For the calculation of the training load, athletes kept training diaries throughout the 10-week period and reported the mode and duration of each training session. Internal training load (ITL) was calculated using the session RPE method (sRPE) and answering the question: “How hard was your workout?” 30 min after the end of each training session with the respective number ranging from 0 to 10 [29
] and calculated by multiplying the session rating by the duration of the training session [29
3.2. Statistical Analysis
Statistical analysis was performed using IBM-SPSS Statistics for Windows version 20.0, 2012 (SPSS Inc., an IBM Company, Chicago, IL, USA). Descriptive analysis included means ± standard deviation (SD) for measured variables. Pre- and post-intervention measurements between groups were controlled for age, gender, and baseline, and within-group measurements were controlled for gender and baseline using a repeated measures ANOVA test. Descriptive analysis included means ± standard error (SE) for measured variables. Partial correlation coefficients with age and sex as covariates were used to detect the relationships between body composition changes and performance changes. A p < 0.05 criterion was used for establishing statistical significance. With an alpha criterion of 0.05 and power of 0.8, the power analysis indicated that a minimum of 8 subjects were needed to reach 0.8 statistical power with 3.6 and 4.0 W/kg.
No differences were found in anthropometry and training experience at baseline between the studied groups (p
≥ 0.05). However, subjects in TRAD were slightly younger than subjects from EXP1 18.9 ± 0.6 years vs. TRAD 16.9 ± 0.6 years (p
= 0.024). Mean body mass for all subjects was 69.6 ± 1.8 kg at baseline and was not different between the groups; p
≥ 0.05). There were no significant differences (p
≥ 0.05) in the overall weekly training volume, strength training volume, and load during the experimental period between the groups (Table 2
). Additionally, there were no significant differences (p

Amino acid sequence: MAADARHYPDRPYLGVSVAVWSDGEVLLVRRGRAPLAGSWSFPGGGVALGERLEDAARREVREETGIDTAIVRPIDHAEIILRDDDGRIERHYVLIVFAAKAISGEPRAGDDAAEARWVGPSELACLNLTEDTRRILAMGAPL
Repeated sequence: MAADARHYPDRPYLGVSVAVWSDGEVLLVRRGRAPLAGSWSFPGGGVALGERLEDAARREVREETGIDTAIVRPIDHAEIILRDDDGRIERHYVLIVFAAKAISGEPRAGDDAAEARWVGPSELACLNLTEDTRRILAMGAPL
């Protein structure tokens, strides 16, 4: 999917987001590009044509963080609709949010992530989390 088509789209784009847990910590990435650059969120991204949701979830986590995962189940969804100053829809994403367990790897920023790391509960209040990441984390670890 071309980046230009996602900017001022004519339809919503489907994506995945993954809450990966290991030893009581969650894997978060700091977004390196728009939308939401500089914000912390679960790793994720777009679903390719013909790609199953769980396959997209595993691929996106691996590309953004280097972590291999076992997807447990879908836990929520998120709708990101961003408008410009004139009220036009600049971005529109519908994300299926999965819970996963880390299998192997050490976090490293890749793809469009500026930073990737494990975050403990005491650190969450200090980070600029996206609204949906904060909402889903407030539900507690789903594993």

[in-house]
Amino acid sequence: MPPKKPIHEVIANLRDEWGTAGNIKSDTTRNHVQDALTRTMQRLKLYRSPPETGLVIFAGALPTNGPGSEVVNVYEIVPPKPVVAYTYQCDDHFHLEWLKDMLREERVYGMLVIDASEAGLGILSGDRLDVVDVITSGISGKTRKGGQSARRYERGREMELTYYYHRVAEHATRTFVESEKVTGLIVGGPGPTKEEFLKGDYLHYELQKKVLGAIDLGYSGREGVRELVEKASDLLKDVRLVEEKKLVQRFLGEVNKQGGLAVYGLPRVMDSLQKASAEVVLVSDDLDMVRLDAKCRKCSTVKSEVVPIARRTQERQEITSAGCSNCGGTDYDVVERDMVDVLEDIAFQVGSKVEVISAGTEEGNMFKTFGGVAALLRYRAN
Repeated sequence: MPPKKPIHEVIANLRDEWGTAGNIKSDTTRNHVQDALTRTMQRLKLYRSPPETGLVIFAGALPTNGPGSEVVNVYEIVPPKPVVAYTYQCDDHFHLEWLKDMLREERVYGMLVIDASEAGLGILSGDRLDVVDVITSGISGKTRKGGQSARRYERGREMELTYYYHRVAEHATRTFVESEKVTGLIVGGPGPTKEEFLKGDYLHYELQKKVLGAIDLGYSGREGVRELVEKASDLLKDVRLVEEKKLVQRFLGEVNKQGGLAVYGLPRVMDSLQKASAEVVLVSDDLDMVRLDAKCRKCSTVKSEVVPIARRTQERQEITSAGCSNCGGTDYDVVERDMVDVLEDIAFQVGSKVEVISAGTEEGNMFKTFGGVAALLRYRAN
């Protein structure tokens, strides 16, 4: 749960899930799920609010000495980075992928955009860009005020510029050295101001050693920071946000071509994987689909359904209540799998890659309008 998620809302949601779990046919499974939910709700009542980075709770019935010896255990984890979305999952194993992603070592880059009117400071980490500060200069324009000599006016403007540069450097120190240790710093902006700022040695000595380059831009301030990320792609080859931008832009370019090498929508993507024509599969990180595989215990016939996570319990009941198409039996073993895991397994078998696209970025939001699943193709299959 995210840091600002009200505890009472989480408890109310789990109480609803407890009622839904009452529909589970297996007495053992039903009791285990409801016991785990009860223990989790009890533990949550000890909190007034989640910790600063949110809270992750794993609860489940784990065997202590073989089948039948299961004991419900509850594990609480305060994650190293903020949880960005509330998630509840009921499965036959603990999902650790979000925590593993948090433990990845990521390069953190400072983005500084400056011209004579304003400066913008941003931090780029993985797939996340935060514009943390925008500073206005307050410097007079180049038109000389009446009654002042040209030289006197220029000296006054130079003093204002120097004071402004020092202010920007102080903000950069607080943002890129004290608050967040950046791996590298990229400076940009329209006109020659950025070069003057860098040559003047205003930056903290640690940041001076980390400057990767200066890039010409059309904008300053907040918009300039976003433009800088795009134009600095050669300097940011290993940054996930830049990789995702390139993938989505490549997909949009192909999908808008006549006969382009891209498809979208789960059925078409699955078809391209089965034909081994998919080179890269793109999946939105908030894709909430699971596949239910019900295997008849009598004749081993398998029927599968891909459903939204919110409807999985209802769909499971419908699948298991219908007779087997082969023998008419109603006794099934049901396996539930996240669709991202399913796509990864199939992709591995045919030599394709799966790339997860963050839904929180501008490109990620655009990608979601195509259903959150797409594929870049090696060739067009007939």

≥ 0.05) between the experimental groups in overall training volume and in the mean number of weekly training (8.0 ± 2.9; 7.8 ± 2.6; 8.3 ± 2.6 for EXP1, EXP2, and TRAD, respectively) during the experimental period (p
When analyzing body composition changes separately between males and females, all lean mass parameters increased significantly (p < 0.05) for both groups, except for leg lean mass that remained unchanged (p = 0.123 and p = 0.958 for male and female subjects, respectively). However, fat mass changes were different between the groups (p ≥ 0.05). Significant changes were found in males where fat mass decreased from 11.5 ± 0.5 to 11.1 ± 0.4; p = 0.005), while the change was not significant for females (from 13.0 ± 1.3 to 13.4 ± 1.1 kg; p = 0.148). Therefore, all comparisons between the experimental groups were controlled for sex and baseline values for the measured parameters.
Changes in body composition parameters between the experimental groups are presented in Table 3
. Lean body mass, arm lean mass, and trunk lean mass were significantly increased in the TRAD group (p
< 0.05). Arm lean mass was also increased in EXP1 after the 10-week training period (p
= 0.030), and there was a tendency (p
= 0.055) towards lean mass growth in EXP1. No changes were found in body composition values in the EXP2 group (p